Editorials: Why Putin’s sham election shows what he’s afraid of | Vladimir Kara-Murza/The Washington Post
Autocrats have a talent for producing impressive election results. In the last elections they ever ran in, Indonesian dictator Suharto achieved 75 percent of the vote; Egyptian President Hosni Mubarak had 89 percent; Romanian Communist leader Nicolae Ceausescu mastered an impressive 98 percent. My friend Boris Vishnevsky, a leading opposition legislator in St. Petersburg, likes to point out that Ceausescu still had a 99 percent approval rating in December 1989, just one week before his trial. As all these victors found out in the end, the results of manipulated “elections” in authoritarian systems are a poor indicator of the actual state of public opinion.
Editorials: We can stop Russian election hackers in 2018 | Duncan Buell, Richard DeMillo and Candice Hoke/USA Today
The first ballots of the 2018 mid-term elections will soon be cast, but many Americans will exercise this constitutional right without much confidence that their votes will be fairly and securely counted. Partisanship in Congress and bureaucratic delays have left voting even more vulnerable to the attacks that top intelligence officials say will accelerate in 2018. Meanwhile, irrefutable evidence has revealed that Russia engaged in a multifaceted attack on the 2016 election through information warfare, and that hackers also scanned or penetrated state election infrastructure in ways that could lead to manipulation of voter registration data — and possibly change vote totals in 2018. We propose two stopgap measures that can be immediately implemented without waiting for funding or new legislation. Cybersecurity experts have repeatedly warned that none of our current voting technologies was designed to withstand the cyberattacks expected in the coming months. This national emergency calls for Americans to act immediately before the voters’ faith in democratic elections is severely undermined. Experts agree there’s time to contain major threats to this year’s elections, but we must rapidly convert from paperless touch-screen voting machines to paper ballots, and upgrade states’ and counties’ verification practices to conduct public post-election ballot audits before local election boards certify the 2018 elections. A post-election audit involves simply checking the computer-generated tabulations against paper ballots to be sure the machine hasn’t been compromised.
Cybersecurity experts have repeatedly warned that none of our current voting technologies was designed to withstand the cyberattacks expected in the coming months. This national emergency calls for Americans to act immediately before the voters’ faith in democratic elections is severely undermined. Experts agree there’s time to contain major threats to this year’s elections, but we must rapidly convert from paperless touch-screen voting machines to paper ballots, and upgrade states’ and counties’ verification practices to conduct public post-election ballot audits before local election boards certify the 2018 elections. A post-election audit involves simply checking the computer-generated tabulations against paper ballots to be sure the machine hasn’t been compromised.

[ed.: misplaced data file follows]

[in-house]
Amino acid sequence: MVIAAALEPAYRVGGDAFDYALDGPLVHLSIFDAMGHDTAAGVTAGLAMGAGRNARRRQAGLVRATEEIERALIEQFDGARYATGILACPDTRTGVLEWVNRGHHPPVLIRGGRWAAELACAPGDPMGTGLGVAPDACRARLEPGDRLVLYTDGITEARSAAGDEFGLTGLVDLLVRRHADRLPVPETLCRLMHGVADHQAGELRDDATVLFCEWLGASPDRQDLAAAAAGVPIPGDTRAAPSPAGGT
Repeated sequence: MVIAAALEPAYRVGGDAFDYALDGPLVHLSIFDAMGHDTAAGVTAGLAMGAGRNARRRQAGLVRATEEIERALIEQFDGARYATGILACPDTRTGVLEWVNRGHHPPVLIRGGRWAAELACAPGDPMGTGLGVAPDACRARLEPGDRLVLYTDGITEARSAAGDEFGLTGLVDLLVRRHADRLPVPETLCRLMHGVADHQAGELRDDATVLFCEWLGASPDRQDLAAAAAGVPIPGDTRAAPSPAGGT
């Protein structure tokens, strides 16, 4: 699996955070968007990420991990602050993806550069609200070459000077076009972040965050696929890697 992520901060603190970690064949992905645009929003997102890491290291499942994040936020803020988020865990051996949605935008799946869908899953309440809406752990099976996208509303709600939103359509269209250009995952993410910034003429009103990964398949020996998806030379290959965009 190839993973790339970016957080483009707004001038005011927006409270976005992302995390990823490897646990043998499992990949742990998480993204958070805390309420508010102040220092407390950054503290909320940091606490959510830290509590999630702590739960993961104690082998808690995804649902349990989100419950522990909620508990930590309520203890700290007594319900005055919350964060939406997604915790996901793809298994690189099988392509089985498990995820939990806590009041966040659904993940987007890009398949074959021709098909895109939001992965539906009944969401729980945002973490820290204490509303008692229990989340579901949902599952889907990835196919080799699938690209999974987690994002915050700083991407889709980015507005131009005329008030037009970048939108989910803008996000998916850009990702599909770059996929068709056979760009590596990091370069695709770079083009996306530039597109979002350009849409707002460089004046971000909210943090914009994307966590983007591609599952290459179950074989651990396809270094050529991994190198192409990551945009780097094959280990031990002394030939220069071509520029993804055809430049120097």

Editorials: Tennessee needs to update its election system and both parties agree | Shanna Singh Hughey/The Tennesseean
Should Tennessee be doing more to safeguard our elections? According to a ThinkTennessee poll, 68 percent of Tennessee voters think so. And with good reason. The Department of Homeland Security this fall informed 21 states that their 2016 elections were targeted by Russian hackers. Thankfully, Tennessee was not one of those states. But as the CIA director recently said, he has “every expectation” that Russia will continue to try to interfere with the upcoming midterm elections.
FBI Director Christopher Wray is right: The cyber threat has evolved into a full blown information security crisis with the ongoing midterm elections becoming the primary concern. Meanwhile, the Senate’s email system is being probed by an adversary and the FBI is looking into the hacking of former Tennessee Gov. Phil Bredesen’s Senate campaign communications. Despite all this, Wray has renewed the call for weakening of encryption, the one measure proven to safeguard our critical information. While unobstructed access to everyone’s information through a ‘magical digital backdoor’ would make investigations easier, it would also make law enforcement’s task of protecting our economy, national security, and personal information practically impossible.